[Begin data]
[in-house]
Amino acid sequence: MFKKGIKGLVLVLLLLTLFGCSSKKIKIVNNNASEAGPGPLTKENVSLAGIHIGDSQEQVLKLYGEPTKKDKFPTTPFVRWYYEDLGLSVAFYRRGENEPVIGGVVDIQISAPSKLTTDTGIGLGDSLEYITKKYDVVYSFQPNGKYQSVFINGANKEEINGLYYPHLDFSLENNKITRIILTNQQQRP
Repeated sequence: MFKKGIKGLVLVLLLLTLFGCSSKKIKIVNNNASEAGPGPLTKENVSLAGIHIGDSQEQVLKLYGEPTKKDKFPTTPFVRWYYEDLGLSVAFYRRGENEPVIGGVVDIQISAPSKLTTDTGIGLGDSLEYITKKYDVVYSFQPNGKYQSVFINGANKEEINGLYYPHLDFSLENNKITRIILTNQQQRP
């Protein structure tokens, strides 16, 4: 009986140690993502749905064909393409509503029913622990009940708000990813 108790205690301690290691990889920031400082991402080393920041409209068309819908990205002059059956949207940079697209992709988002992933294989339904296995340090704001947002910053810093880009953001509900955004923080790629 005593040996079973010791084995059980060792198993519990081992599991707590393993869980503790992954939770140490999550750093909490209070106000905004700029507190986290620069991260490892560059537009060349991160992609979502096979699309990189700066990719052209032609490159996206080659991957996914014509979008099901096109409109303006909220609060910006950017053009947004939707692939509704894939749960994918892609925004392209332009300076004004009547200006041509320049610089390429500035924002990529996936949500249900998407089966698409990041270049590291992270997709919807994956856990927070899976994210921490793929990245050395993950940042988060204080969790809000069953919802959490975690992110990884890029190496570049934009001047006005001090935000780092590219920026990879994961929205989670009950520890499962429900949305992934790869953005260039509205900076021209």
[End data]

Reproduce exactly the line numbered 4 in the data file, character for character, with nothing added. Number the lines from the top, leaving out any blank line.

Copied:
């Protein structure tokens, strides 16, 4: 009986140690993502749905064909393409509503029913622990009940708000990813 108790205690301690290691990889920031400082991402080393920041409209068309819908990205002059059956949207940079697209992709988002992933294989339904296995340090704001947002910053810093880009953001509900955004923080790629 005593040996079973010791084995059980060792198993519990081992599991707590393993869980503790992954939770140490999550750093909490209070106000905004700029507190986290620069991260490892560059537009060349991160992609979502096979699309990189700066990719052209032609490159996206080659991957996914014509979008099901096109409109303006909220609060910006950017053009947004939707692939509704894939749960994918892609925004392209332009300076004004009547200006041509320049610089390429500035924002990529996936949500249900998407089966698409990041270049590291992270997709919807994956856990927070899976994210921490793929990245050395993950940042988060204080969790809000069953919802959490975690992110990884890029190496570049934009001047006005001090935000780092590219920026990879994961929205989670009950520890499962429900949305992934790869953005260039509205900076021209």